JNF Wire: FRONTLINE REPORT: JNF's 2nd Solidarity Mission Arrives in Time of War & Leaves in Peace
JNF WIRE: FRONTLINE REPORT
September 3, 2014
Adam H. Brill
Director of Communications
JEWISH NATIONAL FUND’S 2ND SOLIDARITY MISSION TO ISRAEL
ARRIVES IN TIME OF WAR AND LEAVES IN PEACE
By: Rachel Solomon
Members of JNF's L'Chaim Solidarity Mission II, present a proclamation from Florida Governor Rick Scott to Mark Regev, the chief spokesman for the Prime Minister of Israel, who accepted the message that 'Florida stands with Israel' on behalf of Prime Minister Benjamin Netanyahu.
Members of JNF's L'Chaim Solidarity Mission II, present a proclamation from Florida Governor Rick Scott to Mark Regev, the chief spokesman for the Prime Minister of Israel, who accepted the message that 'Florida stands with Israel,' on behalf of Prime Minister Benjamin Netanyahu.
During the 50 days of Operation Protective Edge, Hamas launched 4,500 rockets and mortars from the Gaza Strip into Israel. The war claimed the lives of 66 soldiers and six civilians—among them a 4-year-old boy from a southern kibbutz —and cost over $2.5 billion, making it the country’s most expensive operation in a decade.
But those are just the numbers. To understand the effects of the war first-hand, 35 Americans from across the U.S. decided to leave the safety of their own homes and travel to Israel on a solidarity mission with Jewish National Fund (JNF), the second organized in the last month.
From August 24 to 28, participants followed the same footsteps of JNF’s first solidarity mission and made visits to Israel’s most battered communities in the south. Despite the barrage of over 100 rockets per day, participants on the mission enjoyed playing with children in Sderot’s JNF Indoor Recreation Center; visited people with disabilities at Aleh Negev, a rehabilitative village near Gaza; and worked with children in Halutza to prepare care packages for IDF soldiers.
“I can feel the huge effect that the last thirty days has had on these communities and families here,” said Sheryl Buchholtz of Brooklyn, NY, who spearheaded and co-chaired JNF’s L’Chaim Solidarity Mission II after taking part on the first. “While everyone is weary, they’re very grateful to have our support.”
Aside from Ms. Buchholtz, those on her mission experienced the latest Hamas-Israel conflict for the first time.
“This experience is a limited engagement for us and won’t have the same long-term emotional effect,” said Rabbi Adam Miller from Naples, FL. “But for those who are stuck here and are constantly under the barrage, it’s a completely different story, and I don’t know how the Israelis endure it. I really don’t.”
It was equally hard for Israelis to understand why a group of Americans would purposefully leave the safety of the U.S. to travel to Israel during the war but they appreciated the show of solidarity.
“Last night we shared dinner in Ofakim with 17 IDF soldiers who were responsible for destroying the tunnels in Gaza,” said Ronald Werner of Denver, CO, co-chair of the mission. “I stood up and thanked them for what they did for Israel and the Jewish people, and they said, ‘No, we thank you. Your being here and standing with us gives us the strength for what we had to do.’”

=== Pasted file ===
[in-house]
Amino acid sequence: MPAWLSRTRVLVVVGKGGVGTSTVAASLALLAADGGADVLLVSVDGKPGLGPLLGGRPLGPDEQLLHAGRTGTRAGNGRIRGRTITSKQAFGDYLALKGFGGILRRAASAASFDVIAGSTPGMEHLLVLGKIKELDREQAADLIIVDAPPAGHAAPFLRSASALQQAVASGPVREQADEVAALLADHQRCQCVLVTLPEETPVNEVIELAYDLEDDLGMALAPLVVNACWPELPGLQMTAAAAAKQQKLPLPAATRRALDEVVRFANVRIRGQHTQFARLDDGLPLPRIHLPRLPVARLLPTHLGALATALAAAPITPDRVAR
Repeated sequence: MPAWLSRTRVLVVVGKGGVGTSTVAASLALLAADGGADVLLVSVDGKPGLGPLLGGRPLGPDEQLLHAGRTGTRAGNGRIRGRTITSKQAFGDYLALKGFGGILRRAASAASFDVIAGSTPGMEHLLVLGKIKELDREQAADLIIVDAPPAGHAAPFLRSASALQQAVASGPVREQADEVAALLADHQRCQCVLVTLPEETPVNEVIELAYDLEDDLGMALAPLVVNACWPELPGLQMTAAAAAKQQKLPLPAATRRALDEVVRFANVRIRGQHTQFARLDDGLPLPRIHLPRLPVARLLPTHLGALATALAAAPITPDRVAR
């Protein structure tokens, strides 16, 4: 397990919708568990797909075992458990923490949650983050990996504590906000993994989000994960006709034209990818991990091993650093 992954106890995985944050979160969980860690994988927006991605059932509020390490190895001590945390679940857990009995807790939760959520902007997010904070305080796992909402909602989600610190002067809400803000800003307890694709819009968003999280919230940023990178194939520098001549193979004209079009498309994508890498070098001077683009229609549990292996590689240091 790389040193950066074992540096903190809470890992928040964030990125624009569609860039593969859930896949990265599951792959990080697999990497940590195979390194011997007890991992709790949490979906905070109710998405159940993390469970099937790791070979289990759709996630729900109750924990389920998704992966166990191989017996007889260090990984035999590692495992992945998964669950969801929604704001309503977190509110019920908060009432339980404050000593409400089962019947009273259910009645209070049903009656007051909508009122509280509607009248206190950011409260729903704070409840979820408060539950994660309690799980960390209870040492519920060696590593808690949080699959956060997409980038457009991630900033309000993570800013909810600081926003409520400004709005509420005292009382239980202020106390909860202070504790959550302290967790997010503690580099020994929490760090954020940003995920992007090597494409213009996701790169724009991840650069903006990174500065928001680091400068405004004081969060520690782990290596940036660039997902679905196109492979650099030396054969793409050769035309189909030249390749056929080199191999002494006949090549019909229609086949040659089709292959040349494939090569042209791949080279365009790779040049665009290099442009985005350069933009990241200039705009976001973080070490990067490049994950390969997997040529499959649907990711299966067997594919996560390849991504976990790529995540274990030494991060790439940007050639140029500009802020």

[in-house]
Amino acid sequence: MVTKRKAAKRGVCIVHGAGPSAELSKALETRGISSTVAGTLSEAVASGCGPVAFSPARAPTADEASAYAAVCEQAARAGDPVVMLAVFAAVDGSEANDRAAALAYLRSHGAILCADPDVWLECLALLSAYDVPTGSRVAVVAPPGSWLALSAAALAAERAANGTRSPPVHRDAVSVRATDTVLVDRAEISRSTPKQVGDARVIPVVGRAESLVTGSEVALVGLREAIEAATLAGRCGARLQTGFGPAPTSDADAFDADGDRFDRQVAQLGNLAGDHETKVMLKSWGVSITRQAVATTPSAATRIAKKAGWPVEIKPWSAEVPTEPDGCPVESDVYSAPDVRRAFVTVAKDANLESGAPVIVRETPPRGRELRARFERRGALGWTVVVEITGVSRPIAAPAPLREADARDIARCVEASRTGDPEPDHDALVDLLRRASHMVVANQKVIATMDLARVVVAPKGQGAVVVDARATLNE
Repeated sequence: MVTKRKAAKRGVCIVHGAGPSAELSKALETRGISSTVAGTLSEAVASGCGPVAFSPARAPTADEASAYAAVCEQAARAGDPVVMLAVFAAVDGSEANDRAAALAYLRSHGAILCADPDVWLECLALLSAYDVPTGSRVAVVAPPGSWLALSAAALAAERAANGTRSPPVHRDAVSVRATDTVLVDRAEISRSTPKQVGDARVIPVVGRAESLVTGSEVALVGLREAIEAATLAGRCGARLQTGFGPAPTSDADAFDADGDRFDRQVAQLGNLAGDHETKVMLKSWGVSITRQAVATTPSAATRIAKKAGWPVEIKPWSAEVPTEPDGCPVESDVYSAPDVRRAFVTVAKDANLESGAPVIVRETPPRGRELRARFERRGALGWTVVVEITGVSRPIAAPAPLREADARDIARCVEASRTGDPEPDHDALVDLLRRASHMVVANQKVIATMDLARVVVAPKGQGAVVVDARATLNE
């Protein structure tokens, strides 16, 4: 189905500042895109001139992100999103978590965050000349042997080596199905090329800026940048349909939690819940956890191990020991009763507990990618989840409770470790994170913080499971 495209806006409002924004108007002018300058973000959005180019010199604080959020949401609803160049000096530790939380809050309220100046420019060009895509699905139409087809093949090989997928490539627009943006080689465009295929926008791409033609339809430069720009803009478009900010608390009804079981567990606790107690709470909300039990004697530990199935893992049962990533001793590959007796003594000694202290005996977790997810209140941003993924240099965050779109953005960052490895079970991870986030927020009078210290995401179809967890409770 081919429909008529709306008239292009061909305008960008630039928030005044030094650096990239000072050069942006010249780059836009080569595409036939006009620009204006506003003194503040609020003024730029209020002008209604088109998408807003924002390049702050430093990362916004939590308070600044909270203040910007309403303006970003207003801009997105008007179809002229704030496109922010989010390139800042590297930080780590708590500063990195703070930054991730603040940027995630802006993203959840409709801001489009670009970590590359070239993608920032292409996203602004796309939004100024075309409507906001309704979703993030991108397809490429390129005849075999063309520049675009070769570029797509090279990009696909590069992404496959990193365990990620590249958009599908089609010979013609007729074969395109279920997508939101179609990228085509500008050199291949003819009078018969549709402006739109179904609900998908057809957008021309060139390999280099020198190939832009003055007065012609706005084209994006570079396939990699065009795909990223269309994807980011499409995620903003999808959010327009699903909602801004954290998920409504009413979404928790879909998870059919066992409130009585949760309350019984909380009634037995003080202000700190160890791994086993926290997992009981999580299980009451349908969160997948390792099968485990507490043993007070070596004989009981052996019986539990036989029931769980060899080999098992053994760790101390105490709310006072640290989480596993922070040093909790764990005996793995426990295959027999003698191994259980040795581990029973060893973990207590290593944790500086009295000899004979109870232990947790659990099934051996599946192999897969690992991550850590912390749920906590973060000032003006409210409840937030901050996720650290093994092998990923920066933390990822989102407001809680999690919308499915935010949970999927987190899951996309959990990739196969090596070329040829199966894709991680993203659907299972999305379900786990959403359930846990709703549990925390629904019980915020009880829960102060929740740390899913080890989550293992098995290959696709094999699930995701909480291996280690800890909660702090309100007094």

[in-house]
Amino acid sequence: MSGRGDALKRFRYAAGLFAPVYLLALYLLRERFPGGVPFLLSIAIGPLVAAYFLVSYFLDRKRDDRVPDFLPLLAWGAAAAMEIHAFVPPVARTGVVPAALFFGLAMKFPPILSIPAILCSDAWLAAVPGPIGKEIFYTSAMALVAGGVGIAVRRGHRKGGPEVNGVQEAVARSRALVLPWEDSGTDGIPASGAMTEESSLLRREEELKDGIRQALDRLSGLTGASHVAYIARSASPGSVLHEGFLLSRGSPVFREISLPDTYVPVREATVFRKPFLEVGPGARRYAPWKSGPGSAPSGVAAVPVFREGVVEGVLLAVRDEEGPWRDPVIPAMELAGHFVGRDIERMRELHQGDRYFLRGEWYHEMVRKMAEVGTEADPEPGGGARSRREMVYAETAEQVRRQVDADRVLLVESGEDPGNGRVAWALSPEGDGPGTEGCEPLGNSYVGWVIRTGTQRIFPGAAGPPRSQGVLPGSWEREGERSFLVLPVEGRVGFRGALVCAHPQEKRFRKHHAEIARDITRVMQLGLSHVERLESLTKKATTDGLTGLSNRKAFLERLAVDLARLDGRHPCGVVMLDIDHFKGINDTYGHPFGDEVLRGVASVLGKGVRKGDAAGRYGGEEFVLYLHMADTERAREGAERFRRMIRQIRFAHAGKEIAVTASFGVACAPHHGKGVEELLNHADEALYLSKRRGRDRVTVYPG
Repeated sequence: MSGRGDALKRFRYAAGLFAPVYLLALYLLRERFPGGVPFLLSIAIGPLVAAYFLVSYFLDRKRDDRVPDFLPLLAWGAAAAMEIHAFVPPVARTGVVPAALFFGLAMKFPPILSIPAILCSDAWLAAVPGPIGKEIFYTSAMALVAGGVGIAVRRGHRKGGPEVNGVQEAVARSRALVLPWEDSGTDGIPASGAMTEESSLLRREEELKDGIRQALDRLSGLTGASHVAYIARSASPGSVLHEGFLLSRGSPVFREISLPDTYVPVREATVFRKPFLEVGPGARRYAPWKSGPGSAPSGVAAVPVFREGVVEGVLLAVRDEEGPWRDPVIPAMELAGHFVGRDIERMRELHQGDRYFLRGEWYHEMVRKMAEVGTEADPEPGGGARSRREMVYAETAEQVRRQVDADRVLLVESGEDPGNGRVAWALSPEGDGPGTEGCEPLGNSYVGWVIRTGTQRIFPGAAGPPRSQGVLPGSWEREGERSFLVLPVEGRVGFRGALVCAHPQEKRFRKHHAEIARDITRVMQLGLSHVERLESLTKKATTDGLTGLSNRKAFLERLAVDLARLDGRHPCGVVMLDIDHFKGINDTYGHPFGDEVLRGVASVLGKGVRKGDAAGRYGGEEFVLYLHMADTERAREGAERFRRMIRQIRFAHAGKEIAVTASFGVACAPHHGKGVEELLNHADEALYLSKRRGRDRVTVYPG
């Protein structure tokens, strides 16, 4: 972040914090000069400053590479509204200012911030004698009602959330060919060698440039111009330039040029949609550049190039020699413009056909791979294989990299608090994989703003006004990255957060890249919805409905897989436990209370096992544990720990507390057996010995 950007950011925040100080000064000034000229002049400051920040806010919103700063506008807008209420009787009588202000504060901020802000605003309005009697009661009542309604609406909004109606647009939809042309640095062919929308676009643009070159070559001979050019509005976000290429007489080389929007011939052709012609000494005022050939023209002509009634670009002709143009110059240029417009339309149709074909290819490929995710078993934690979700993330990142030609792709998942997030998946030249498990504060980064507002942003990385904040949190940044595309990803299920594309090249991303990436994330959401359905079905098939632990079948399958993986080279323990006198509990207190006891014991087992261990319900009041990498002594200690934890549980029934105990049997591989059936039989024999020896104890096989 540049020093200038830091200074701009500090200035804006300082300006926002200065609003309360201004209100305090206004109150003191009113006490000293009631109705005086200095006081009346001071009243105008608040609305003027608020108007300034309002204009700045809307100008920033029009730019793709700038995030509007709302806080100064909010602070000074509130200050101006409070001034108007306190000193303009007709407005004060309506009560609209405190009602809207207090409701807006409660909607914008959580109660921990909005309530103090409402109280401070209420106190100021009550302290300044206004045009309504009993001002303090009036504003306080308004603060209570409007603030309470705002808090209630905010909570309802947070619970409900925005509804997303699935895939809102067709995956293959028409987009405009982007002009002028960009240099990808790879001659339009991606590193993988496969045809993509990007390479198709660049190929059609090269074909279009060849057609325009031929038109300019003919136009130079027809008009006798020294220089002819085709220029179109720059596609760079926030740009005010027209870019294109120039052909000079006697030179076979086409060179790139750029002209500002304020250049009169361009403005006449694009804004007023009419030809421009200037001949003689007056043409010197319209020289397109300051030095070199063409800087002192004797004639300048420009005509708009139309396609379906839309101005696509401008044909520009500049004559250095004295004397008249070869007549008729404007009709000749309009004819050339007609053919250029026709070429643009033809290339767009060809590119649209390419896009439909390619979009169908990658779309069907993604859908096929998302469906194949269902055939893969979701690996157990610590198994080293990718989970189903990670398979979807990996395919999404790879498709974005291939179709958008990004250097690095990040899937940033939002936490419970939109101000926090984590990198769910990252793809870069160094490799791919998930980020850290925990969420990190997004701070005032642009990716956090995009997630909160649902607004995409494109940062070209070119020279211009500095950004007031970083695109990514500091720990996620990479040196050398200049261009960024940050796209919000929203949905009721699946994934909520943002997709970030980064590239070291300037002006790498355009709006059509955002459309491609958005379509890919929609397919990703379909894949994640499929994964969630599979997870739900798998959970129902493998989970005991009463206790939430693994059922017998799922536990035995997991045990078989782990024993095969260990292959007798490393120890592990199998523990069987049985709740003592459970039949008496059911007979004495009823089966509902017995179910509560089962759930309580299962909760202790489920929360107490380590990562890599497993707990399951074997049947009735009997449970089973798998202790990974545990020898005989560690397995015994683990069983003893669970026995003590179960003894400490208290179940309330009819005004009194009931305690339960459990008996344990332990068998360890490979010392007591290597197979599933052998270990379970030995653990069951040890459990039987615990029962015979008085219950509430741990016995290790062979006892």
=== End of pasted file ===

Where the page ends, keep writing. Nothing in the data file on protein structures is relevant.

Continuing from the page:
Joining Mr. Werner on the mission were his father, Robert Werner of Miami, FL, also a mission co-chair, and his 22-year-old nephew Jack, a recent graduate of Stanford University, who was in Israel six weeks earlier when the war began.
“I was really happy to return and support Israel and let her people know they weren’t completely alone in the world,” said Jack Werner of New York, NY. “I’m sure people here feel very isolated based on the reaction of global media and international politics, so it seemed like an important thing to do.”
Midway through the mission, Israel and the Palestinians announced an agreement on a long-term truce. After 50 days of fighting, quiet finally ensued after Hamas sent a final message.
“Hamas let us know a truce was coming,” said Dan Lewis from Chicago, IL. “We were in the south, and right before the truce was announced, there was a barrage of rockets.”
Having lifted the spirits of so many men, women, and children in Israel, the Americans completed their trip and left their mark on the land itself: Joined by students from the Alexander Muss High School in Israel (AMHSI), they picked up a shovel and planted saplings at the Harvey Hertz-JNF Tree Planting Center outside Jerusalem.
The planting carried extra meaning as only two weeks earlier the Center’s namesake and beneficiary, Harvey Hertz, had passed away. As all planted the small trees and got their hands dirty, Ronald Werner, an alumnus of AMHSI, reflected on how special the experience was for him.
“I went to Alexander Muss thirty-three years ago and have been to Israel more than twenty times: this time I’ve had the privilege of having my father and nephew with me,” Werner said. “If this is not the definition of ‘Am Yisrael Chai,’ then I don’t know what is. That has been the undertone of this mission: Am Yisrael Chai!”
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JEWISH NATIONAL FUND (JNF) began in 1901 as a dream and vision to reestablish a homeland in Israel for Jewish people everywhere. Jews the world over collected coins in iconic JNF Blue Boxes, purchasing land and planting trees until ultimately, their dream of a Jewish homeland was a reality. JNF gives all generations of Jews a unique voice in building a prosperous future for the land of Israel and its people.
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